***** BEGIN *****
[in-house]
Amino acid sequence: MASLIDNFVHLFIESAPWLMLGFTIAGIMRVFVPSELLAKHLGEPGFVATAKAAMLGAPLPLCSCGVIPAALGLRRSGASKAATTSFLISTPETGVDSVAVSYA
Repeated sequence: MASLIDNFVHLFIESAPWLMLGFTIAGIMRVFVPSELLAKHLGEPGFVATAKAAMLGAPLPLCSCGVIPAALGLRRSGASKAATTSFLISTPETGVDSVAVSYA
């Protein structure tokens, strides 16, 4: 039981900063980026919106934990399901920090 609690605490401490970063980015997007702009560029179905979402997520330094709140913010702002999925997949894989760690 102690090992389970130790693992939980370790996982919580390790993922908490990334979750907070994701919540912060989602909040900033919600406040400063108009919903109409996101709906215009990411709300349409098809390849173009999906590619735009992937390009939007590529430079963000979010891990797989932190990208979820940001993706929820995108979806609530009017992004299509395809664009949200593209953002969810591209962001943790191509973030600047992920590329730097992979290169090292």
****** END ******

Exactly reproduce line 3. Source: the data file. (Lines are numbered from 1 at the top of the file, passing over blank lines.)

Repeated sequence: MASLIDNFVHLFIESAPWLMLGFTIAGIMRVFVPSELLAKHLGEPGFVATAKAAMLGAPLPLCSCGVIPAALGLRRSGASKAATTSFLISTPETGVDSVAVSYA